Things You Need To Know About Partying In Europe Post-Brexit
What about your foreign festival trip, now that we’re leaving the EU?
As the reality sets in that Britain will be leaving the European Union, people are starting to question what this means in the long term
DJ’s are tweeting about getting work visas for foreign gigs and frequent fliers are bemoaning having to join those lengthy queues reserved for non-EU members. Currency exchanges in Greece have supposedly stopped accepting Scottish and English pounds.
For those off to Hideout this weekend, or Ibiza at any point in the next few months, your holidays may seem like they’re in the hands of uncertainty. Though we’re still technically in the EU (only the deploying of Article 50, the get out clause, will end our membership), there are still various queries around travel which need to be addressed.
There’s no denying our money is worth less than it was twenty-four hours ago. The sterling has dropped in value so dramatically that the UK is currently no longer the fifth largest economy in the world, having been overtaken by France. The pound has dropped by six percent, meaning the rate is now £1 = €1.24. For those going to Croatia, you’re in luck – they operate in Kunas, and exchange rates look to be much the same.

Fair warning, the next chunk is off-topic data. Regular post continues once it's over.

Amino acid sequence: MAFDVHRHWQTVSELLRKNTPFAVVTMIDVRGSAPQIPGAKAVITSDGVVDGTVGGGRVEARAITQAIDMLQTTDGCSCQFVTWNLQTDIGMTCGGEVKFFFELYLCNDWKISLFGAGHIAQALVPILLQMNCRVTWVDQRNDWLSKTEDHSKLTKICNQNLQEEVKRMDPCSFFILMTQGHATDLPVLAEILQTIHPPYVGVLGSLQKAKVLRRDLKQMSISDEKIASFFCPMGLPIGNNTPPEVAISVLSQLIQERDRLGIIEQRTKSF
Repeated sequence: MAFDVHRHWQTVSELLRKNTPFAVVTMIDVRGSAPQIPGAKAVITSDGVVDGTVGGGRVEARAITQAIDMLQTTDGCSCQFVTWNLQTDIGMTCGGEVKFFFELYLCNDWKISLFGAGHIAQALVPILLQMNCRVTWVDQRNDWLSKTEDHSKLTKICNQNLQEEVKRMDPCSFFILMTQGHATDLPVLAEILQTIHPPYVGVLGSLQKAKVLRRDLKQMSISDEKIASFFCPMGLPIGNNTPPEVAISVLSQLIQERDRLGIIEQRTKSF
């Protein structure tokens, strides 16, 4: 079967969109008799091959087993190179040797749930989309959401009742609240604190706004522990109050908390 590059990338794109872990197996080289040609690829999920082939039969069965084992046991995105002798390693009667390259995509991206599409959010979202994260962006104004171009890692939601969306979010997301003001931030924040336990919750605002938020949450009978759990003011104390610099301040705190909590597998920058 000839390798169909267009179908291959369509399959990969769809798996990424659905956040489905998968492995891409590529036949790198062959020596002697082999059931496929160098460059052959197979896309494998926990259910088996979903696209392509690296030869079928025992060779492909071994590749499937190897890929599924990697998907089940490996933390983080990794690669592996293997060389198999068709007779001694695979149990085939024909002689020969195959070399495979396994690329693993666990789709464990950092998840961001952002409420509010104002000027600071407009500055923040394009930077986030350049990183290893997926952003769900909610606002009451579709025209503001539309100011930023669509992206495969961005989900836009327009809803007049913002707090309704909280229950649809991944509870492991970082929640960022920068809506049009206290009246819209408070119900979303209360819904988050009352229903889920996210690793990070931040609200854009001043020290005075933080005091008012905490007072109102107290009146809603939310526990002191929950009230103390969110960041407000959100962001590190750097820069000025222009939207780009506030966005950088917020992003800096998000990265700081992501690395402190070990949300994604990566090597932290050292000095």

If you’ve booked to go abroad with a travel company and not paid the full amount, there is a chance that prices could go up after today’s result. The travel operator is obliged to cover the first 2% of any increases themselves, and if the original price has changed by more than 10% you are entitled to change holidays or claim a refund.
STOCK UP. Whilst we’re still ‘technically’ allowed to bring the EU measure of alcohol back into the UK (800 cigarettes, 110 litres of beer and 90 litres of wine) the limit will drop dramatically once we’re out. How much by? Try 18 litres and 600 fags.
The current cap on using data abroad is 4p per mb of data, and it’s due to be dropping to 0 next year. However, leaving the EU will mean that for once, these cuts won’t apply to us. Boris is going to have to lobby hard to get these tariffs to stay at zero for us.
As strong supporters of the Remain campaign, Ryanair have stated “It’s a good job we’re better at running an airline than political campaigns”. Easyjet are hoping that Britain can stay in the EU aviation market, which allows European planes to fly freely from country to country.